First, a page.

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So suppose I have some random function distributed as a Gaussian process on say, the interval $[0,1]$ with mean function $\mu$ and covariance function $\Lambda$. When is there a nice formula for the probability that the $\arg \max$ of the random function lies in some sub-interval $[a,b]$? Obviously there are trivial cases, like where the mean function is zero the covariance function is translation invariant, but what about other cases? Any help appreciated, even if it just pointing me to resources that might help, thanks.

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First note that if we define a random variable $M = \text{arg max}_t \Lambda(t)$, then your question is equivalent to asking when does the cumulative distribution function of $M$ have a nice formula. One nontrivial case where this happens is when $\Lambda$ is a Brownian motion (see the third arcsine law).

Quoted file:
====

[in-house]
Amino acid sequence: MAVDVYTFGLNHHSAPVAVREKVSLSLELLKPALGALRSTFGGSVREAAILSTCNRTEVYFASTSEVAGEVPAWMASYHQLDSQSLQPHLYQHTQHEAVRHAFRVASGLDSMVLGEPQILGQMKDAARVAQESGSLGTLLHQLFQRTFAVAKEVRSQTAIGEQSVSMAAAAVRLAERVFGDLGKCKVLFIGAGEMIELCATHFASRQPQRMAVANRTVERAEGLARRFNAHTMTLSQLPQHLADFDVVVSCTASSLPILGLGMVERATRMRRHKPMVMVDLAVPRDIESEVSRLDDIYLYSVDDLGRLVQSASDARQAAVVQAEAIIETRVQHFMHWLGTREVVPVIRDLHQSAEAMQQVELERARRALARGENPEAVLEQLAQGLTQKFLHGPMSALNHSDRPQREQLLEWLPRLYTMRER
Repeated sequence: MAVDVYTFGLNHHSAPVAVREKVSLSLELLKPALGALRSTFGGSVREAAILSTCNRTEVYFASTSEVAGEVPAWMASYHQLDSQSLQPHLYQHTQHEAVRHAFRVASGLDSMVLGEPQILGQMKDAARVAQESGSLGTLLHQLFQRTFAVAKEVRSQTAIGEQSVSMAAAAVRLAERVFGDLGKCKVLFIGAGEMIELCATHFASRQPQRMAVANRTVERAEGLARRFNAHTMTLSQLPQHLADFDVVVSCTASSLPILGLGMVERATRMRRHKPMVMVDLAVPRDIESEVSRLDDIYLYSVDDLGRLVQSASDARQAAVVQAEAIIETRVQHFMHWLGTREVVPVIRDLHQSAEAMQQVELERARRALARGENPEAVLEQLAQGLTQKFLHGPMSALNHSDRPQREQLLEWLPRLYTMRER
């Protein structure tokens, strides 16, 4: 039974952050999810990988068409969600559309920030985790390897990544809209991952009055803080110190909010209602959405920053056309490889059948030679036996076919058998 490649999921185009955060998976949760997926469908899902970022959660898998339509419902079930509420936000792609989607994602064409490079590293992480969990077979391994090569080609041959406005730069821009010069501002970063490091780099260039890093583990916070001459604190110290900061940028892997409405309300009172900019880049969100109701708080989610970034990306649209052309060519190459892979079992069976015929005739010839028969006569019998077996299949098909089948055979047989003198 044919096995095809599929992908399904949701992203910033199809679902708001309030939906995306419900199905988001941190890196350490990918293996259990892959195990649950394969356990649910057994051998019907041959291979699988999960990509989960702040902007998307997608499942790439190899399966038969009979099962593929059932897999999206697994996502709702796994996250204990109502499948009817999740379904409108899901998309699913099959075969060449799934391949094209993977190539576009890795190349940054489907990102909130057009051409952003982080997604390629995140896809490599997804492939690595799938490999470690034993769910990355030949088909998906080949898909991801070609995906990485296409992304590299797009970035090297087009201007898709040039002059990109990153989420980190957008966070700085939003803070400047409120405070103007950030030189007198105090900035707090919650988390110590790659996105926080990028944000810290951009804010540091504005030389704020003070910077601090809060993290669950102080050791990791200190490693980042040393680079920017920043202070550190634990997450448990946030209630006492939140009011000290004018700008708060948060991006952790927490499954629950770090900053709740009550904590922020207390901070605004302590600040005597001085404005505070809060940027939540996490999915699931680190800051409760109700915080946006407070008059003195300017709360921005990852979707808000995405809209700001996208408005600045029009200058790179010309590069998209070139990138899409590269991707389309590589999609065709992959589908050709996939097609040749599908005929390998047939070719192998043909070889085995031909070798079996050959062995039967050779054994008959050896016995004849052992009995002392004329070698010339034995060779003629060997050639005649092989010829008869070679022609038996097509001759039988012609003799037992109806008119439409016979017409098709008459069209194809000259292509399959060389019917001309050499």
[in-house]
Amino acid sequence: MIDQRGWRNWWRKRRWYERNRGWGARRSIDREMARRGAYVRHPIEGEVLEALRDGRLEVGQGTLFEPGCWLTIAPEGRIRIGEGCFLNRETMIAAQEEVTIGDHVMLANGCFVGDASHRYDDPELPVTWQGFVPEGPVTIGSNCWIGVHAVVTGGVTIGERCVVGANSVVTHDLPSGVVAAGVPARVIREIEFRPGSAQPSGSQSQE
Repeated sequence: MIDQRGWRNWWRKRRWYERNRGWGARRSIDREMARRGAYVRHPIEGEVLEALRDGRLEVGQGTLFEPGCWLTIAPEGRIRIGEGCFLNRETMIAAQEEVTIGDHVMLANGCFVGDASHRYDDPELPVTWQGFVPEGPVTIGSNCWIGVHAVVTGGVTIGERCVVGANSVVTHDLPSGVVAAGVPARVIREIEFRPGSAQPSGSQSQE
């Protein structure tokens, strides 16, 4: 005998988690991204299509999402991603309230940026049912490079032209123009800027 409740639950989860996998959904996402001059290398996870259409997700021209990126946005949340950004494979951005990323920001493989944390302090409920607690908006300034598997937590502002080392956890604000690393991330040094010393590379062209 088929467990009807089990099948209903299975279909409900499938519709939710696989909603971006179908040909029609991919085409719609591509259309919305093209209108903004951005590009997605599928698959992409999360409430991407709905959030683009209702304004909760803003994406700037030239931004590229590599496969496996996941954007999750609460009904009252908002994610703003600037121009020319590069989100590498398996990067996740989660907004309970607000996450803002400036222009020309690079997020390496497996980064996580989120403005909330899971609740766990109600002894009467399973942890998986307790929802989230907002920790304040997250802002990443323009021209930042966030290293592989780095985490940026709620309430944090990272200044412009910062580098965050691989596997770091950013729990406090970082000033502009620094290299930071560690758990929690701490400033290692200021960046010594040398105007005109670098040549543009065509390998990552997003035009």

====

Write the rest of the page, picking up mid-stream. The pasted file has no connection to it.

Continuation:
Although not directly applicable, it may be useful to look into the list of examples given in the introduction to this paper, which describes cases where the distribution of the max (as opposed to argmax) is known. This paper provides a connection between the distribution of the argmax and the distribution of the max of related processes, although I do not know if it will help in computing specific cases or not.

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  • $\begingroup$ The paper seems to give examples where we know the distribution of the maximum, not the argmax. The examples where we have formulas for the argmax may be different. $\endgroup$ – user54038 Dec 16 '18 at 18:40
  • $\begingroup$ @user54038, You are quite right. I have now edited my answer to make this clear. $\endgroup$ – Brent Kerby Dec 17 '18 at 15:48

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